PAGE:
Church Membership

What sheep thrives apart from the flock? Church membership is highly valued at FBW because it publically recognizes, facilitates, and forges identity with Christianity at the local church level. When an individual is saved, he/she becomes a member of the body of Christ (1 Cor 12:13). Because he/she is united to Christ and the other members of the body in this way, he/she is therefore qualified to become member of a local expression of that body.

To become a member of a church is to formally commit oneself to an identifiable, local body of believers who have joined together for specific, divinely ordained purposes. These purposes include receiving instruction from God’s Word (1 Tim 4:13, 2 Tim 4:2), serving and edifying one another through the proper use of spiritual gifts (Rom 12:3-8, 1 Cor 12:4-31; 1 Pet 4:10-11), participating in the ordinances (Luke 22:19; Acts 2:38-42), and proclaiming the gospel to those who are lost (Matt 28:18-20). In addition, when one becomes a member of a church, he/she submits himself/herself to the care and the authority of the biblically qualified leaders that God has placed in that assembly.

The biblical foundation for church membership permeates the NT, seen in (1) the example of the early church, (2) the existence of church government, (3) the exercise of church discipline, and (4) the exhortation to mutual edification.


“My sheep hear My voice, and I know them, and they follow Me” – John 10:27

The early church provides an example for church membership. In the early church, coming to Christ was coming to the church. The idea of experiencing salvation without belonging to a local church is foreign to the NT. Most of the epistles of the NT were written to churches—clearly delineated groups of believers. The NT epistles themselves demonstrate that the Lord assumed that believers would be committed to a local assembly.

Church government is a consistent pattern throughout the NT. The specific duties given to the leaders presuppose a clearly defined group of church members who are under their care. Among other things, these godly men are responsible to shepherd God’s people (Acts 20:28, 1 Pet 5:2), to labor diligently among them (1 Thes 5:12), to have charge over them (1 Thes 5:12, 1 Tim 5:17), and to keep watch over their souls (Heb 13:17). Scripture teaches that they will give an account to God for the individuals allotted to their charge (Heb 13:17, 1 Pet 5:3).

Church discipline (or restoration) is exercised within communities of Christians clearly delineated. In Matt 18:15-17, Jesus outlines the way the church is to seek the restoration of a believer who has fallen into sin—a four-step process commonly known as “church discipline.” The exercise of church discipline according to Matt 18 and other passages (1 Cor 5:1- 13, 1 Tim 5:20, Titus 3:10-11) presupposes that the elders of a church know who their members are. For example, our leaders would have neither the responsibility nor the authority to restore a member of the church down the street. Yet, the Bible’s teaching on church restoration assumes church membership.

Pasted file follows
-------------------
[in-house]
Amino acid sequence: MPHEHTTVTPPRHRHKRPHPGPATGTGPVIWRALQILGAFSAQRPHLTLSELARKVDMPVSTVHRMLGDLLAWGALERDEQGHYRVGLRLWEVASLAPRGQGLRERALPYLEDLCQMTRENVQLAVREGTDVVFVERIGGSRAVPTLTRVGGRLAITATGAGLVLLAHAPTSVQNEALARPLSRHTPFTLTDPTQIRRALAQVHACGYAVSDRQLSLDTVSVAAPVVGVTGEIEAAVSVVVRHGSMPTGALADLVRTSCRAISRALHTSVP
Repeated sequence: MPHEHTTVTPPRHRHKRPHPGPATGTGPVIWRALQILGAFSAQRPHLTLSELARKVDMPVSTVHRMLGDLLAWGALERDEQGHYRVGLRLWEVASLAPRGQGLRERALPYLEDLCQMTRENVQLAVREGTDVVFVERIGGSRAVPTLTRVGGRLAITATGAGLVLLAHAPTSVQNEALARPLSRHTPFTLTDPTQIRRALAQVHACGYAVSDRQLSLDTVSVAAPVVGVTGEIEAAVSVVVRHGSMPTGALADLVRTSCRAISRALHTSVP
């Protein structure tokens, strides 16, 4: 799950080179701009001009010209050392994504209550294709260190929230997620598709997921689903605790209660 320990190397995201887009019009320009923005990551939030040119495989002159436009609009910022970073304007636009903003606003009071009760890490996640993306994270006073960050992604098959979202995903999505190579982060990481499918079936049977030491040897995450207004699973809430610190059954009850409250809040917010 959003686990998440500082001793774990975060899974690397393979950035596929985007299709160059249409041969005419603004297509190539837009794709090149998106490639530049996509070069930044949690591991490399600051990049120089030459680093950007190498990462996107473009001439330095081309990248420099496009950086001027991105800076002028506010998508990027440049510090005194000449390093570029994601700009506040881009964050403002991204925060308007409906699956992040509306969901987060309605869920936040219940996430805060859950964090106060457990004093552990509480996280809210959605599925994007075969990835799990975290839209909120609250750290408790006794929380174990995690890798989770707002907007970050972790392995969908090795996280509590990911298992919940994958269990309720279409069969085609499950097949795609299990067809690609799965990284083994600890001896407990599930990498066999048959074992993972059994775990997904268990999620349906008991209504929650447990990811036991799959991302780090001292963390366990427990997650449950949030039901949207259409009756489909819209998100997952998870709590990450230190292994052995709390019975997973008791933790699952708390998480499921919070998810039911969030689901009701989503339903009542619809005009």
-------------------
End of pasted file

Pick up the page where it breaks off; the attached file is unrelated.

Mutual edification happens at the local church level. The NT teaches that the church is the body of Christ, and that God has called every member to a life devoted to the growth of the body. In other words, Scripture exhorts all believers to edify the other members by practicing the “one-another’s” of the NT (Heb 10:24-25) and exercising their spiritual gifts (Rom 12:6-8, 1 Cor 12:4-7, 1 Pet 4:10-11). Mutual edification can only take place in the context of the corporate body of Christ. Exhortations to this kind of ministry presuppose that believers have committed themselves to other believers in a specific local assembly. Church membership is simply the formal way to make that commitment.

Finally, living out a commitment to a local church involves many responsibilities: exemplifying a godly lifestyle in the community, exercising one’s spiritual gifts in diligent service, contributing financially to the work of the ministry, giving and receiving admonishment with meekness and in love, and faithfully participating in corporate worship. Much is expected, but much is at stake. For only when every believer is faithful to this kind of commitment is the church able to live up to her calling as Christ’s representative here on earth. To put it simply, being a part of a flock counts: membership matters.